Wednesday, 21 September 2022
Tweed Valley Osprey Project Co-ordinator, Di Bennett, brings us the latest update from the nest.
Autumn and winter are the best times to see deer, when they come down from the hills to find shelter and feed on bark and young saplings. In the past, wolves helped to keep the delicate balance between deer and trees. Now we fence some areas of forest to keep the deer out, and control their numbers so both trees and deer stay healthy.
A brisk climb through the bracken and birch trees reveals a magnificent viewpoint looking across Loch Affric to the mountains beyond.
Firm gravel path with uneven rocky sections. Steep slopes and several sets of rocky steps. Includes a road crossing.
Allow ¼ hour
From the viewpoint there’s a grand panorama of the mountains at the head of the glen. Drovers used to bring herds of cattle through the mountain passes, driving them from the small farming communities in the west of Scotland to market in Inverness.
Descend to the banks of the River Affric, where the peaty waters surge powerfully between Loch Affric and Loch Beinn a’ Mheadhain.
Uneven gravel path with rocky sections and exposed tree roots. Some steep slopes and several sets of uneven stone steps. Optional rough and narrow rocky section.
Allow ½ hour
The river is spectacular after rain, as it rushes through the pinewood. Look for the swirling patterns in the rocks by the river’s edge, and keep a watch for deer in autumn and winter. You’ll need sharp eyes to spot their reddish coats among the trees and bracken.
If you’re feeling adventurous, this is the starting point for some superb longer routes in superb mountain scenery. Remember that there are no signposts once you leave the waymarked trails from the car parks, and there is no mobile phone signal so it is difficult to call for help if you get into difficulties. You need to be fit, confident at map-reading and navigation, and well equipped with clothing and food. Check our advice on hill walking before you set off.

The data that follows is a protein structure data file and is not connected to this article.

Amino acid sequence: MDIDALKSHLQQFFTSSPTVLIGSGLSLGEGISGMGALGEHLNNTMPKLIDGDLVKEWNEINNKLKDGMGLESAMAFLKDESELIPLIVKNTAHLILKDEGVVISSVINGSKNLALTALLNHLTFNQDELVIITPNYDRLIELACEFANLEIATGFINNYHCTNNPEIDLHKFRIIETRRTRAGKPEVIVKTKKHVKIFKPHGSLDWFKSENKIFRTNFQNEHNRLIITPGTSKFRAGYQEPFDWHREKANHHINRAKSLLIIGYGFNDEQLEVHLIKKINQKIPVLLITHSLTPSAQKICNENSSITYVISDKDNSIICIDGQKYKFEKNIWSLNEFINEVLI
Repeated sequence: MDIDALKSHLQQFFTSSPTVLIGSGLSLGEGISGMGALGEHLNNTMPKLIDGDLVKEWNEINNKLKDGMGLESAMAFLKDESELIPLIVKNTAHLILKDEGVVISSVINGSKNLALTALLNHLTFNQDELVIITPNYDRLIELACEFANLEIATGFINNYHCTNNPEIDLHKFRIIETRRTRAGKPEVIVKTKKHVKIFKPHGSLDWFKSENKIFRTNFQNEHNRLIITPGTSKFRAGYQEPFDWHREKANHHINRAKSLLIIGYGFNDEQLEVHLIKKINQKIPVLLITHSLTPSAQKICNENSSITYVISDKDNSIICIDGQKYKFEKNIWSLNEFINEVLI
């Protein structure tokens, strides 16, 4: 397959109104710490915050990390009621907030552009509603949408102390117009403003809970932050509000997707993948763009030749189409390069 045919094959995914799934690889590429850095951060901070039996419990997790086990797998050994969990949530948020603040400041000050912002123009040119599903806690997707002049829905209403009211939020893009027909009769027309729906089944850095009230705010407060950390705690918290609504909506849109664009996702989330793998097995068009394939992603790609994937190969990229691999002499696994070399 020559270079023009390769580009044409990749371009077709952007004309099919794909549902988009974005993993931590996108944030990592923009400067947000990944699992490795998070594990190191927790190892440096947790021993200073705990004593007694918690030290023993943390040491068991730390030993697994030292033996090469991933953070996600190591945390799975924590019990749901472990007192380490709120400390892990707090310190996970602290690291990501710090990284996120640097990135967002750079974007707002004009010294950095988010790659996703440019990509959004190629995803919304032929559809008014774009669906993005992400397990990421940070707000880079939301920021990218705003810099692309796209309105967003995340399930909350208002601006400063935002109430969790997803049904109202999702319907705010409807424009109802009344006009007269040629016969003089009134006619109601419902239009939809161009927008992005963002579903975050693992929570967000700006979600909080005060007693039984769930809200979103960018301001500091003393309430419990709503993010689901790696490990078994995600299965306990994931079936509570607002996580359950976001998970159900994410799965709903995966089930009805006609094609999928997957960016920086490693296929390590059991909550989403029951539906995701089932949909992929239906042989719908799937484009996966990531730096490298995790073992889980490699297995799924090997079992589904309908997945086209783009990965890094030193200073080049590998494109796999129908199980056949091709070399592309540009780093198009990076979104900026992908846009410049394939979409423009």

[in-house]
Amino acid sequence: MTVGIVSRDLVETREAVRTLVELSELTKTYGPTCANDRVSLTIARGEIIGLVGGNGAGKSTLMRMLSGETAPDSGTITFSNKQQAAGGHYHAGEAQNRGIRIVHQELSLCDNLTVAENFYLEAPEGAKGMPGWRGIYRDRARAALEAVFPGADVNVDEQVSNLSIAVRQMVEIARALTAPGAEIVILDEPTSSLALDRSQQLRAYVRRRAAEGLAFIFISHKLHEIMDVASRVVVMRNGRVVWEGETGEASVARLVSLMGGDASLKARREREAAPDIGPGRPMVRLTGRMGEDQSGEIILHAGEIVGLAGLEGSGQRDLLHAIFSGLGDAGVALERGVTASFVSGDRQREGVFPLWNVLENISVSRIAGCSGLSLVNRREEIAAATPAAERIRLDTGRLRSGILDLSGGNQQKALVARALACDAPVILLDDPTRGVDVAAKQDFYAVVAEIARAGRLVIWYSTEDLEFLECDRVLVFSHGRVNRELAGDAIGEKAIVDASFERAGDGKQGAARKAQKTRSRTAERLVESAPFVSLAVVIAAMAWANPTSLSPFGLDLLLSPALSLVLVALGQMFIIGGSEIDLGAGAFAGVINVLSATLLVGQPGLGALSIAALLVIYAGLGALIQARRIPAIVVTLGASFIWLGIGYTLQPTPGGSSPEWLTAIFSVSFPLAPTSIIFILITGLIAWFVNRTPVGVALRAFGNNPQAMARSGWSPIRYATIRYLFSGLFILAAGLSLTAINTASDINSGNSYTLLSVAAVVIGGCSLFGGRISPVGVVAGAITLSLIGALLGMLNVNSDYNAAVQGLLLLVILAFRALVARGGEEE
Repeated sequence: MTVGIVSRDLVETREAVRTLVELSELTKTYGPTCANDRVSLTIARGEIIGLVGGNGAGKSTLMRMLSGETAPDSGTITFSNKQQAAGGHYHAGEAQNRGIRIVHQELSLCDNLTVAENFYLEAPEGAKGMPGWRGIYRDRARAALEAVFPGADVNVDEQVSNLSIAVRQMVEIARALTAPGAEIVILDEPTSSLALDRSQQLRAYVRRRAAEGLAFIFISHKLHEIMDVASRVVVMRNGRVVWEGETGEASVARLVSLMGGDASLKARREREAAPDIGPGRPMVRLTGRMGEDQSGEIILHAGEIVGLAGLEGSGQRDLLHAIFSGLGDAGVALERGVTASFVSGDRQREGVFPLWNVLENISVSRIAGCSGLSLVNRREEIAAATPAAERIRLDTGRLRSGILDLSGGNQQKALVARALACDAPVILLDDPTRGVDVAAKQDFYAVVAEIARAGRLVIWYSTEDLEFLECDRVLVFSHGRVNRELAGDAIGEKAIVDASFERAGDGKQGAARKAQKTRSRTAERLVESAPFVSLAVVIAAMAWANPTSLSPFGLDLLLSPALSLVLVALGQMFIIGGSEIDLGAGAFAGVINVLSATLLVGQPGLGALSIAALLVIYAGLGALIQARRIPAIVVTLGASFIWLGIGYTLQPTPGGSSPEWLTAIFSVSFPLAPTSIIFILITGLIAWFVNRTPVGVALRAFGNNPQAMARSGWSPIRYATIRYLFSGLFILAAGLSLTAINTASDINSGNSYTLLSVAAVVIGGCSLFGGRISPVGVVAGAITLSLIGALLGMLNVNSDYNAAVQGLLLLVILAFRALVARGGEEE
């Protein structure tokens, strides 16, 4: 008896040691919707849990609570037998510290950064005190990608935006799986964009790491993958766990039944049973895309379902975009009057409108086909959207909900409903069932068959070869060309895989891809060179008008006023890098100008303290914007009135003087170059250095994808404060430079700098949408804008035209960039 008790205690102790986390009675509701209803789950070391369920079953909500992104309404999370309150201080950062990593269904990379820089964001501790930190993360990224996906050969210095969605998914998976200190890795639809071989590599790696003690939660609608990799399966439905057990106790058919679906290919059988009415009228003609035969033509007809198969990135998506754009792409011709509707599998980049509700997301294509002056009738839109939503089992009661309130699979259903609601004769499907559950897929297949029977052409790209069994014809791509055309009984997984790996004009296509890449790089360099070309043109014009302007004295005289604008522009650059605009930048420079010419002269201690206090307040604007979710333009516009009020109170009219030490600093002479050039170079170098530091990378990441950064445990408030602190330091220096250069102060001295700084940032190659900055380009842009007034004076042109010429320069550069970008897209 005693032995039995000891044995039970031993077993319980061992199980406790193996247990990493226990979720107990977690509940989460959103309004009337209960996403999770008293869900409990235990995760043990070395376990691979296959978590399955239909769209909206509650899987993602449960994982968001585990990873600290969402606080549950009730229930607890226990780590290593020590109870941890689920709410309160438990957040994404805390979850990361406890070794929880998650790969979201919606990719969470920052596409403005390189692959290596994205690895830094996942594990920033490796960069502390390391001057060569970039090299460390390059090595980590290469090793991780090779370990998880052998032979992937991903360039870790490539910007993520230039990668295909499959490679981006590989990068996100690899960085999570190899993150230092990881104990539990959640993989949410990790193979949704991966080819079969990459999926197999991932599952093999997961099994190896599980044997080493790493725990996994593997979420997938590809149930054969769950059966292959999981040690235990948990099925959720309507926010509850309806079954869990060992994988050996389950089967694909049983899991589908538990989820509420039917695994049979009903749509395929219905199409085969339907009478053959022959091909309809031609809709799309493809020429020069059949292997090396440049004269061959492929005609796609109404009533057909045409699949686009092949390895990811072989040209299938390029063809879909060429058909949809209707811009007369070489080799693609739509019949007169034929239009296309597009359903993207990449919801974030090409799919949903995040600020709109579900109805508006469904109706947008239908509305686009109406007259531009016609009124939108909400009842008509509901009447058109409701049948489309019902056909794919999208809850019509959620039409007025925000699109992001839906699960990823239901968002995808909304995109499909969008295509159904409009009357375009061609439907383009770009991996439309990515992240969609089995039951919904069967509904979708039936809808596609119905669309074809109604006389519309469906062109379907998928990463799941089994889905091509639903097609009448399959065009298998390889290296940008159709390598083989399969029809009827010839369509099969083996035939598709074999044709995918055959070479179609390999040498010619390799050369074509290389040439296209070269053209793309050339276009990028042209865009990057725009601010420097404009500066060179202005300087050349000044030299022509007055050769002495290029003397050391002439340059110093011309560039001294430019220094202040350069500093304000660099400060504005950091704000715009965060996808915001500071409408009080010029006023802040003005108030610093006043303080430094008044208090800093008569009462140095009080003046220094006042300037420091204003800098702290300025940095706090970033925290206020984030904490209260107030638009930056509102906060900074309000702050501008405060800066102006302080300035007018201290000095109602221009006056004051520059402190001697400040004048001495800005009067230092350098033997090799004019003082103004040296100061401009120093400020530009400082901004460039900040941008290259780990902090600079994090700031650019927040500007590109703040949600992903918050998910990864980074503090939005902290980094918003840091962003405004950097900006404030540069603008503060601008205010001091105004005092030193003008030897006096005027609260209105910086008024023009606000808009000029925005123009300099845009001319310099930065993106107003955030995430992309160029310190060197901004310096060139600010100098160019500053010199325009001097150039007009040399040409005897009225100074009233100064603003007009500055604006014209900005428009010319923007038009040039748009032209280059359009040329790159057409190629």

The circuit around Loch Affric itself will give you a real flavour of the mountains that separate east and west Scotland. It’s about 11 miles (18 km) and fairly level. It’s easy to find your way, but on the north side of the loch you have to cross burns that have no bridges. This can be tricky after heavy rain, and you may need to go some way up or down the burn to find a safe place to cross. You’ll find more details of the route, together with reports from people who’ve done it, on the Walk Highlands website.
Much of the road through the glen is single track, like many Highland roads. Drive slowly, and pull over to the left to let other cars pass at the passing places.
Be warned that there is no mobile phone reception in the glen, so you won’t be able to use electronic maps that rely on a network connection.
There are toilets here, open in the summer months.
You’ll find places to eat in Cannich or Tomich and a shop in Cannich. There are no cafés or shops in Glen Affric itself.
The charges to park at River Affric are:
Payment options: Coin only
Please park with care and consideration. In particular please park in designated parking areas only and do not block entrances or gates. Nearby car parks with free parking can be found in our local forest list without the £ symbol.
Annual parking pass available:
Blue badge holders park free. Please display your Blue Badge clearly.
From Inverness or Fort William, follow the A82 along Loch Ness to Drumnadrochit. Turn onto the A831, signposted for Canaich (Cannich). In Cannich village, turn left onto the minor road signposted for Glen Affric. River Affric is about 10 miles (16 km) along this road.
IV4 7LN is the postcode for the centre of Cannich village. Follow the directions above from there.
Buses run from Inverness to Tomich and Cannich throughout the year. For details visit Traveline Scotland.
A lochside picnic spot with gentle woodland paths
One of Scotland’s most spectacular waterfalls